We are creeping towards a continuous working week
The FT’s Sarah O’Connor says society’s shared rhythms of daytime work and weekend rest are disintegrating as a “continuous working week” takes hold amid a decline of the traditional 9 to 5.
New compliance chief appointed by Credit Suisse
A new chief compliance officer has been appointed by Credit Suisse five months after the Swiss lender sacked at least seven senior executives in the wake of twin crises at Archegos Capital and Greensill Capital. Rafael Lorenzo, who has run the bank’s internal audit division since 2017, will take over from Lara Warner, who was global risk and compliance chief of Credit Suisse until the wave of top departures in April. Thomas Grotzer, general counsel for the bank’s Swiss business, had held the position on an interim basis since Warner was forced out. Meanwhile, Christine Graeff was named global head of human resources, succeeding Antoinette Poschung, who is retiring by the end of January 2022, Credit Suisse said.
Investment banks accelerate efforts to automate junior ‘grunt work’
Wall Street banks are increasing efforts to automate “grunt work” foisted on junior staff, portraying the changes as an attempt to reduce workloads and stop young talent from leaving the industry.
Japan confronts a severe shortage of tech workers
Japan is making a digital push to address a severe shortage of technology workers and engineering students. This talent deficit is made worse by the near absence of women in the fields of science and technology.  UNESCO data indicate that Japan has some of the lowest shares of women in the developed world enrolled in the university programs that produce workers in these fields, and the Ministry of Economy, Trade and Industry forecasts a shortfall of 450,000 information technology professionals in Japan by 2030. The World Digital Competitiveness Ranking compiled by the International Institute for Management Development ranks Japan 27th globally and seventh in Asia, behind countries like Singapore, China and South Korea. But the push to elevate women in digital fields could also leave them further behind. The 2021 UNESCO Science Report released in June said that, globally, women stand to lose more than men as automation takes over low-skilled jobs, and women also have fewer opportunities to gain skills in the increasingly high-demand fields of artificial intelligence, machine learning and data engineering. “Because of digitization, some jobs will disappear, and women will probably be affected more than men,” observed Takako Hashimoto, vice president of Chiba University of Commerce and a delegate to the W-20, which advises the Group of 20 major nations on women's issues. “So there's an opportunity here but also a danger.”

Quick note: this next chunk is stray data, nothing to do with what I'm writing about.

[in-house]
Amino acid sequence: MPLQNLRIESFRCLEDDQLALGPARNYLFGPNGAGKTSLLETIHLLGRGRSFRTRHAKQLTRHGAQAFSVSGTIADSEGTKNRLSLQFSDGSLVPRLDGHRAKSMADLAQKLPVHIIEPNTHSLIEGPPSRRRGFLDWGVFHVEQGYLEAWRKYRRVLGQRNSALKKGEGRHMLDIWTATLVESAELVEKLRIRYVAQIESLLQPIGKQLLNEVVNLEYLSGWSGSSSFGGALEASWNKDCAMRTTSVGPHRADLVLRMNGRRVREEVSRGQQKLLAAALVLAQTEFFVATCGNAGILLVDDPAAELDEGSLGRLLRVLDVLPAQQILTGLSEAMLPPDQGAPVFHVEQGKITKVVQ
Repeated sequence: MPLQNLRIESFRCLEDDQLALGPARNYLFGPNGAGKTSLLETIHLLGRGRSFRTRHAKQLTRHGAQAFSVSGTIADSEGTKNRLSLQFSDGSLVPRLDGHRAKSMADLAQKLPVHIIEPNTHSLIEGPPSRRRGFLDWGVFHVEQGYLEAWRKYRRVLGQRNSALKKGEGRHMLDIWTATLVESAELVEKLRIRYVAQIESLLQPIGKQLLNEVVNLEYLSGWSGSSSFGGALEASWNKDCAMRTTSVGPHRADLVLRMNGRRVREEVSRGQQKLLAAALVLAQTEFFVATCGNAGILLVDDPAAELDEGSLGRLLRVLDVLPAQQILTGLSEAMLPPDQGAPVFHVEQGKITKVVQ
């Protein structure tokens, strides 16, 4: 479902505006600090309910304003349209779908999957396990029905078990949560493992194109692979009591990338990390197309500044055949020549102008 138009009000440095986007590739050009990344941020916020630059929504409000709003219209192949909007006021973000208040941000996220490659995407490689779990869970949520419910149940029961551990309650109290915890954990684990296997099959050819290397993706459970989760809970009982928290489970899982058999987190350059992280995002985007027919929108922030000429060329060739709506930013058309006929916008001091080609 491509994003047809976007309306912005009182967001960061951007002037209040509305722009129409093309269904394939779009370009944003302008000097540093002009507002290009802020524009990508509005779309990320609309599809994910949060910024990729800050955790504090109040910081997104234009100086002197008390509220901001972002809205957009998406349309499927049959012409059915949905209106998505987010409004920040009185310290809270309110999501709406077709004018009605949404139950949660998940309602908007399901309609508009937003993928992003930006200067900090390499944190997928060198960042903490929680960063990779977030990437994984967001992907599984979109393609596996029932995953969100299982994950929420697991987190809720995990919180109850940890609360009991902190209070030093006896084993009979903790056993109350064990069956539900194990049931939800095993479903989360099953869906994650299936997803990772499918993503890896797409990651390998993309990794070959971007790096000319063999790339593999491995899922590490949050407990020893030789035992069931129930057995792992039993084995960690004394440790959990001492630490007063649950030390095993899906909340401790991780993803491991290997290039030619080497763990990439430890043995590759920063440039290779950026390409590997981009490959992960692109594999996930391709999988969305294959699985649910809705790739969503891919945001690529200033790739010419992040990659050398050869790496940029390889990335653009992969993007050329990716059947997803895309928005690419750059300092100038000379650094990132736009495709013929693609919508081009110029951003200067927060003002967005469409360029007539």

Push for boardroom diversity in US overlooks private companies
The top venture-funded private companies in the US have very few Black directors, according to new research by the Board Diversity Action Alliance. Of the roughly 4,700 board seats at the 843 businesses that have been backed by more than a dozen top venture capital and private equity firms, only 49 have been held by Black directors, or just 1% of thousands of positions over more than two decades, the report says. “These organizations are started by white men,” said Ursula Burns, a former chief executive of Xerox who sits on the boards of Exxon Mobil, Datto and Uber and is a founding partner of the Board Diversity Action Alliance. “They start the company with their friends and their family. Their friends and family look exactly like them, right?”
Ikea charters ships to combat bare shelves
Ikea is chartering its own ships and using transcontinental rail networks as problems with transport, raw materials, and sourcing and production have compounded the impact of the pandemic and led to up to 10% of some Ikea product lines being currently unavailable in the U.K. and Ireland. “During the last year we have shipped more volume than compared to before the pandemic and we have taken many extraordinary actions, such as buying our own containers and chartering extra vessels,” Tolga Öncü, retail operations manager at Ingka Group, which operates Ikea Retail, said by email, adding “We have sent goods by train from China to Europe and we have invested in temporary intermediate warehouses in China, Vietnam, India, Indonesia, and Thailand to work to avoid having to stop production.”